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A process and research shot taken with photo booth on my mac book. These are period glasses of the kind possibly worn by the artist whose history I’m working with.

This blog is honestly still BARCELONA IN A BAG, but I’m wrestling the big boss – Grantium – the new Arts Council England funding applications portal. This is taking all of my time (together with preliminary research and project development) therefore this is what I can and must blog about.

Today in an email to a friend I explained that the ACE application process was a mammoth with rather large tusks. Then as I stood dreamily at a bus stop on my way to an ACE funding meeting for my studios I decided that Grantium is my Everest.

I am a neurodivergent (ND) artist, dyscalculic and dyslexic. This means that I struggle to decode new language, formats and systems, and even familiar information takes extra processing time. Some information I will never decode or access, not even with support, but I’ve come to the realisation that the most useful way to understand my difficulties is in terms of cognitive load.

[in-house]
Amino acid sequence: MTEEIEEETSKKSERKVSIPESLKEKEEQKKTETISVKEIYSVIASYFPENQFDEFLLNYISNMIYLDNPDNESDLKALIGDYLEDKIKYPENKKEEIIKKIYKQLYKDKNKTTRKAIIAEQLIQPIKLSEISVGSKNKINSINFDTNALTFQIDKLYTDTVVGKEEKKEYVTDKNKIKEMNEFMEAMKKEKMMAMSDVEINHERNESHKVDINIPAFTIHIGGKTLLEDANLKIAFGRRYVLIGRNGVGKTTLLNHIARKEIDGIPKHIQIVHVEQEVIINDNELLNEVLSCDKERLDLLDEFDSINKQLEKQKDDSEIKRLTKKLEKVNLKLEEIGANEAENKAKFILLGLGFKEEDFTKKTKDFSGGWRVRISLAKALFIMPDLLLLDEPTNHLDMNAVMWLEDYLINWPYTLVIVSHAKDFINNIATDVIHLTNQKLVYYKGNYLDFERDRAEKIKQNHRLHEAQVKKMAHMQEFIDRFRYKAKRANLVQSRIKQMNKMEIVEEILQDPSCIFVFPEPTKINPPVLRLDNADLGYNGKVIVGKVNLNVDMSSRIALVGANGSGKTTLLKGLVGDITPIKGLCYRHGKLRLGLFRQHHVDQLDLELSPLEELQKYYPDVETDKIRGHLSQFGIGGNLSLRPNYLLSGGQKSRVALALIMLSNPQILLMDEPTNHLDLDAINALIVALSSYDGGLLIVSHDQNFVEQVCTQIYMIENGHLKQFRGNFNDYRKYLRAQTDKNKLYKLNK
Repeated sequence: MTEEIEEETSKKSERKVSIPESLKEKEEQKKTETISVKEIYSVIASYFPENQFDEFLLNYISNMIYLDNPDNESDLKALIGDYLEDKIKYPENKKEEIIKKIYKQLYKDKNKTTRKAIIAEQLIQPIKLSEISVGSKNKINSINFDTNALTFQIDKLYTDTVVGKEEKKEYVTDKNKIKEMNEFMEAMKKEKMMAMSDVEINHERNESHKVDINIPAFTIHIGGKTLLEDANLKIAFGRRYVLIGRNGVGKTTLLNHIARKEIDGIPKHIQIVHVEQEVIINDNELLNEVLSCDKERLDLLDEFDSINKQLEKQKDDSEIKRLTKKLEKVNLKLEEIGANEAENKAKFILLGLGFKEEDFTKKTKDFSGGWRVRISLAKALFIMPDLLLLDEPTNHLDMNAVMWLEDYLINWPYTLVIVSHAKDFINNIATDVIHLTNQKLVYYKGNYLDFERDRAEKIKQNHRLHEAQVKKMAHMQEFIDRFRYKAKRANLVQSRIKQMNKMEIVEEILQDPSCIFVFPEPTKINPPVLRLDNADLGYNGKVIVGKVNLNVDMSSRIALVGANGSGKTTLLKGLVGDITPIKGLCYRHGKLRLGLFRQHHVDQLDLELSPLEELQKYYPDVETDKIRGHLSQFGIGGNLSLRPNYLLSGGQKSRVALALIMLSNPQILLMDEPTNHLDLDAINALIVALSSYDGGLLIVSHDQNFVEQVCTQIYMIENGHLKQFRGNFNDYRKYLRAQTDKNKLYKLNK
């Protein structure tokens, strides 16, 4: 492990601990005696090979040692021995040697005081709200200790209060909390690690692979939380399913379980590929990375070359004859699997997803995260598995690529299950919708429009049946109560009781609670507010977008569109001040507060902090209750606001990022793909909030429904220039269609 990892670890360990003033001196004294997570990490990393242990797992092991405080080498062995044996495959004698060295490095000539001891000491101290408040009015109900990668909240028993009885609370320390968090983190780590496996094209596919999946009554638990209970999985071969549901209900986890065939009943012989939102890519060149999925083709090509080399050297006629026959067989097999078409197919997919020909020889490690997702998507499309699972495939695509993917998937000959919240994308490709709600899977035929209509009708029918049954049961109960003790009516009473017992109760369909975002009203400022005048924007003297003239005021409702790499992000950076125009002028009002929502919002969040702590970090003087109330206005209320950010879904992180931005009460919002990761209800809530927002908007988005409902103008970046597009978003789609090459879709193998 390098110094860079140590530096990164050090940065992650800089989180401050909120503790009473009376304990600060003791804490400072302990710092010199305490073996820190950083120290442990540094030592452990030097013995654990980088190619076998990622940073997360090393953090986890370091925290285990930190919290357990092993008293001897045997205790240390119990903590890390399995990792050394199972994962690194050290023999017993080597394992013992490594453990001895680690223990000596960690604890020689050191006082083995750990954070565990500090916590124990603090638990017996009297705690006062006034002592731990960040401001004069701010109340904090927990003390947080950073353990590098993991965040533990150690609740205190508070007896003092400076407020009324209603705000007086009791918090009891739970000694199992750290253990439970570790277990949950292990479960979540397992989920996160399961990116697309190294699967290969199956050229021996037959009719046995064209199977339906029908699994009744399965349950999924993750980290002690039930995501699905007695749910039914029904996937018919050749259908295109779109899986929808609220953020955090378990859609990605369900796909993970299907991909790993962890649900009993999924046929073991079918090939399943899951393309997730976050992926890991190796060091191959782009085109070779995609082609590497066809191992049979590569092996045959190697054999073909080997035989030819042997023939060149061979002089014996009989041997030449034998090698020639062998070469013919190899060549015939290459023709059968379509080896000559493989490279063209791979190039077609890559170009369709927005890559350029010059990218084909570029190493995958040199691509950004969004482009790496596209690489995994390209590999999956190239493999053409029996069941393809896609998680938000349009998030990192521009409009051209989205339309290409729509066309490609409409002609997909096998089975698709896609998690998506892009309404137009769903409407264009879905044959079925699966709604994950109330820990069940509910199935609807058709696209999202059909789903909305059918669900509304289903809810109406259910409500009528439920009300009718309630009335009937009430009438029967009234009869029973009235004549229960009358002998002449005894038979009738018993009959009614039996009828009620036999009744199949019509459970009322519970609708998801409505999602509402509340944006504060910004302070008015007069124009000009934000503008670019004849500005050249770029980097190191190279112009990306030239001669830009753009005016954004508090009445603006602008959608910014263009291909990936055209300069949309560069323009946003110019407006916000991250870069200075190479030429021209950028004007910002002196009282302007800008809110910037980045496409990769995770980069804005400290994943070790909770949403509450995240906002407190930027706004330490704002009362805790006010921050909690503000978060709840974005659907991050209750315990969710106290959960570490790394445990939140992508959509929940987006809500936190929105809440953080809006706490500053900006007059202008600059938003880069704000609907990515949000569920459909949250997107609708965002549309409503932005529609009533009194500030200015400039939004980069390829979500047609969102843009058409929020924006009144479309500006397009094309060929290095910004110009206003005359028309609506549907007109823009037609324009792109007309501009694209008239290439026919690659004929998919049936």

Conceptually – in any task relating to verbal reasoning I am quick – I can keep up with and and sometimes ahead of any such conversation in the moment. But in terms of complex organisational tasks, decoding and managing a large volume of information is what gets in the way.

Consider then the demands of the ACE application for any project, and the sheer weight of information that must be gleaned, processed and organised. This really does feel like my Everest, and it has taken extraordinary motivation to persist.

In my last post I included a link to a video of a group of artists describing what I would say seem to relate to larger societal structural inequalities, which create even greater barriers to ND people. Obstacles which occur prior to even reaching Everest’s base camp.

Those of us at base camp are privileged in relative terms but it can still seem like there is no way up.

I’m not going to critique Grantium, though I could offer to do so in quite some detail from an ND user perspective.

Instead, what I want to say is that Everest suddenly satisfied me at that bus stop in a way that the mammoth metaphor just couldn’t. That is because of the sherpas.

While I truly believe we absolutely do need a radically different system for ND people in order to achieve true parity, I can honestly say that due to helpline staff and access contact I feel supported for the first time in my professional life.